Mount Erciyes, Kayseri – Turkey / 06.07.2019
A Thorny Day
written by: Dylan Netter (@gezi_and_d)
“An expat living in Izmir who loves the outdoors, Turkey and is usually running with a smile on his face and a little dog chasing behind.”
Racing. Sometimes you race to win. Sometimes to just finish and survive and always to have fun. If not, you are doing something wrong.
The best-laid plans of mice and men often go awry. Robert Burns.
Sky Erciyes was that type of race for me and I found myself not ill prepared for the distance but certainly for the prickly thorns and heat.
Many ultra marathons are fast and/or have fast sections to make up ground. Not the case for me for this one. I made the mistake of going out slow thinking I could turn up the speed later on in the day. Nope, not a chance for me for this one.
At first glance the race seemed pretty easy. Run around a mountain. It’s not like I had to go up and over it. How hard can it be? Pretty FN hard.
The course started with running up the downhill mountain bike trail. You know the one designed for bikes with lots of suspension and cyclists in helmets and full body armor. Essentially, a course designed for speed and the easiest way to create speed on a trail, make it steep.
I’m sure it’s a super fun course to fly down. Unfortunately, we were tasked to run up it.
The views during the day are what made the course. City and civilization at the bottom and on the horizon and barren wilderness and mountains looking up.
I love racing. It forces me to go out of my comfort zones and isolate my strengths and weaknesses. And always during an ultra, I find myself having to solve a problem on the fly.
For Sky Erciyes, my nutrition and endurance was where it needed to be. I was steady and strong all day long.
My socks not so much. For long races I always, except for this race, use a new pair of socks. Socks are not a piece of equipment to worry about really unless they fail.
Problem one: Big toe came through the sock.
Solution: Stop and switch right for left and vice versa.
I have mentioned that we were seeing beauty all around us all day.
Well maybe that’s not exactly true. It was certainly when I looked up at the mountains and the birds flying over or out towards the city and lake but I don’t think I was awed by the beauty when I looked down near my feet.
Runners run. That’s what we do. We spend years perfecting our stride and where are heals and toes should be. Not the case when running through and over thorns. Better approach, crying baby. Just stomp your feet down and pull up flat. I learned this on the fly and will never forget my new skill when running on thorns.
For most of the day every time I pulled up toe forward like I have done millions of times, I was rewarded with a thorn in the mesh of my shoe that would works its way through my socks and into my feet. Four times I had to stop and search for sneaky little prickly thing causing me so much pain.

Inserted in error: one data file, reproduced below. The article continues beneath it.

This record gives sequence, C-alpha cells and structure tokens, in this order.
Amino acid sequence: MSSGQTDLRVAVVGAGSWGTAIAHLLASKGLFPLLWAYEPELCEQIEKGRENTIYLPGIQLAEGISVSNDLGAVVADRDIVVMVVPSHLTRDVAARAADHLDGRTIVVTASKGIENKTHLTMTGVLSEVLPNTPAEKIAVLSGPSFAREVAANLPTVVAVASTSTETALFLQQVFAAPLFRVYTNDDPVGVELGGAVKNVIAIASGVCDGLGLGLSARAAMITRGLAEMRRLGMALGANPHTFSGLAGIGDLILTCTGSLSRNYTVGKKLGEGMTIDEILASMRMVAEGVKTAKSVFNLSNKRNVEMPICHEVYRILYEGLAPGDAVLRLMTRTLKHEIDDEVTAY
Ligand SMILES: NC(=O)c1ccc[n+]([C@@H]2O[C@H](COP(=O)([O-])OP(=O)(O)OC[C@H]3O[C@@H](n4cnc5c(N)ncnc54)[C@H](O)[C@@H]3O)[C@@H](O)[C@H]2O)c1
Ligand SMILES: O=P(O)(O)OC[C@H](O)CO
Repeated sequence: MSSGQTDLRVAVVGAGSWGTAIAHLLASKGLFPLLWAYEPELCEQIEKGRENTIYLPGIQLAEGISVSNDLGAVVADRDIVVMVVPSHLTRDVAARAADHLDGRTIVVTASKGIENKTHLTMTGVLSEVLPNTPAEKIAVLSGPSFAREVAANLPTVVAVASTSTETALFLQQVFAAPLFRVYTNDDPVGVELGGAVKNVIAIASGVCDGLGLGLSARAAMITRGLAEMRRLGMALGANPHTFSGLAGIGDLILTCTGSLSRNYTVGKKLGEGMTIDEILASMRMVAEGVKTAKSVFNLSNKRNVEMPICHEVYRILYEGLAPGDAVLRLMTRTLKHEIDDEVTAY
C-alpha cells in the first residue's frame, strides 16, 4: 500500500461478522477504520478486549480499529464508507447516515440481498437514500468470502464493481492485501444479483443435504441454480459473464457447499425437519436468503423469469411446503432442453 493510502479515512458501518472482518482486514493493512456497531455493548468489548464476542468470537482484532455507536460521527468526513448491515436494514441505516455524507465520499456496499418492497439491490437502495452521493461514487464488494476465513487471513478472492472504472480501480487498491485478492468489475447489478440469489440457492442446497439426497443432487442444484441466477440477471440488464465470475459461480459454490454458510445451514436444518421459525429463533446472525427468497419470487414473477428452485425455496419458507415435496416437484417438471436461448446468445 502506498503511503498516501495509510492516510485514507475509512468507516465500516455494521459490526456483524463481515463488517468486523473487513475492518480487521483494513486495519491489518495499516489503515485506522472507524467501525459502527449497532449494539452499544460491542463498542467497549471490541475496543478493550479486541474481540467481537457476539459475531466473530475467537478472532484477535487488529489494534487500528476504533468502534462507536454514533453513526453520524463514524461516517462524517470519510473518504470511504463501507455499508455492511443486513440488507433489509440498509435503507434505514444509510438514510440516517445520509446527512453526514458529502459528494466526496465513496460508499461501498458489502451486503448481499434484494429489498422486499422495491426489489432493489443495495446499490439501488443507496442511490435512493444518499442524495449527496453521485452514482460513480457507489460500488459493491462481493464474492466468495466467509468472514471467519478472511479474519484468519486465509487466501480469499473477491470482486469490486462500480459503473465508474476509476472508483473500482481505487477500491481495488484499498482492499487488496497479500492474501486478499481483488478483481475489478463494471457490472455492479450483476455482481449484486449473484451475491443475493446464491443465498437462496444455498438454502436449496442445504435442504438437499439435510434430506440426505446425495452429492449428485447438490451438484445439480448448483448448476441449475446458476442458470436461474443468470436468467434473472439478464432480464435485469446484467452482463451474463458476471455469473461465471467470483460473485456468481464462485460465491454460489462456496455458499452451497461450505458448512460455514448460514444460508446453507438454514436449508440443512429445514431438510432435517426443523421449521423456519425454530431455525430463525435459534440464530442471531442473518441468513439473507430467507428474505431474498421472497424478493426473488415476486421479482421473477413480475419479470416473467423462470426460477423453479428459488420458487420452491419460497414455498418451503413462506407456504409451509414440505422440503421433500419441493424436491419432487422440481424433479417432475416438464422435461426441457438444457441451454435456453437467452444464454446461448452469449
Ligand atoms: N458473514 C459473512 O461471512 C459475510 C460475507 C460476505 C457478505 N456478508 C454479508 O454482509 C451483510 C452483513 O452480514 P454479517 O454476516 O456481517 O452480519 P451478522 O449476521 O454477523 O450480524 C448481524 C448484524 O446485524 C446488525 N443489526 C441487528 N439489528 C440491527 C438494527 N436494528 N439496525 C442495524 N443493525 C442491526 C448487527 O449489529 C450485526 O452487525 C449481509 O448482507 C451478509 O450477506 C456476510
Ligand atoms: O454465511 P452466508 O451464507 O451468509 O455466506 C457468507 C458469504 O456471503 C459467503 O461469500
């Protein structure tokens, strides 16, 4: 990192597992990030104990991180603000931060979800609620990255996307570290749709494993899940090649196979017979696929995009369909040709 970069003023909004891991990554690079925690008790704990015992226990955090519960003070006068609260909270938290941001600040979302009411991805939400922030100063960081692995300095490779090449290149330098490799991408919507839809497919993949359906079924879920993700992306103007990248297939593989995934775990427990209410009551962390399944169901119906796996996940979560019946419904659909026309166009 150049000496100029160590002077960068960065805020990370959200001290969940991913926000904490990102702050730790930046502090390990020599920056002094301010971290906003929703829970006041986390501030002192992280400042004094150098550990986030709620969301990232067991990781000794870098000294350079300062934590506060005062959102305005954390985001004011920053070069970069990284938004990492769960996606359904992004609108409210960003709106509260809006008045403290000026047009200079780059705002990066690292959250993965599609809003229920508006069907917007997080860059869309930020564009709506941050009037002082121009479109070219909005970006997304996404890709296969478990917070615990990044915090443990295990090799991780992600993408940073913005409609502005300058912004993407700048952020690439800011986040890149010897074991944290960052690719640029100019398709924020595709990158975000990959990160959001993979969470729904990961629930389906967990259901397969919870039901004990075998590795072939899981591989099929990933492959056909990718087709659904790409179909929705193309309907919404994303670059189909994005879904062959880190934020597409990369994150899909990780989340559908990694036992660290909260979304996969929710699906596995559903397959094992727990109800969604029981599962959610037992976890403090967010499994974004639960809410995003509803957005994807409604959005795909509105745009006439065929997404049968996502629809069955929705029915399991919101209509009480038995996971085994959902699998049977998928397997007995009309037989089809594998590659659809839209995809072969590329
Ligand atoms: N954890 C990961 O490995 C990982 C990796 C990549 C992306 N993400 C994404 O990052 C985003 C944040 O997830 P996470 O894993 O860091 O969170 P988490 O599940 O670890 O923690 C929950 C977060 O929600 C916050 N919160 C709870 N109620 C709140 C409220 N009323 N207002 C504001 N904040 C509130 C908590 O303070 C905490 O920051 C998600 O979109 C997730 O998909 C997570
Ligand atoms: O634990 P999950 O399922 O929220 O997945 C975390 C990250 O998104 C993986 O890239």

Ouch! And thanks Atil, said with sarcasm and a smile on my face. After all, we don’t sign up for ultras because they are easy.
The section between CP 3 and 5 can be described with few words. Hot, dusty and hot. At one point I almost started complaining to myself about the heat and then quickly remembered the long cold winter and spring that just finished. I was grateful for the warmth.
For me, there is always a point in an ultra when I realize, this is pretty cool and I’m going to finish this thing. It happened this time on the final climb when I met a goat herder named Hasan, I think, who spoke English well. We had a quick laugh and I was off again on to the final ascent of the day and CP5.
The ultra community would not be what it is without some of the characters that are connected to it. At CP5 I was met by the always smiling and cheerful Polat Dede who was eager to help me refuel and send me on my way to the finish.
Turns out the joke was on me. Most of the time ascents are rewarded with descents are easier and less taxing. At this point it was only 12.5 km to the finish. I was there in my mind. Easy sailing right? Hahaha. Wrong.
The finaly was two sadistic jokes interwoven together.
First was the view. Have you ever seen something far off in the horizon and thought it was closer? That was the lake. To our left was Mt Erciyes. It had been there all day. A rock never wavering.
From the start finish line there is a lake that takes five minutes to walk to. When I first saw it to my right, I was excited and rejuvenated. I was close.
I was wrong. It was like a mirage always moving farther and farther away until two hours later I made some headway.
During those two hours I suffered. Imagine hands coming down a mountain. The down side is rocky and loose and the upside is covered with thorns just waiting to prick. Up down intervals for two hours and then the finish.
I was happy when I signed up.
I was happy at the start.
I was not liking Atil for a few hours but when I finished injury free dancing down the finishing straight and was rewarded with 8th overall and a cold beer from Atil, all was forgiven and forgotten.
Are registrations open yet for next year?
Dylan 10:53:09 (Overall 8/23, Men 8/19, Cat 5/10)
Savaş 12:05:13 (Overall 12/23, Men 11/19, Cat 7/10)
Bike 04:45:22 (Overall 39/56, Women 5/10, Cat 2/4)
Ersavaş 03:17:16 (Overall 10/56, Men 10/46, Cat 5/18)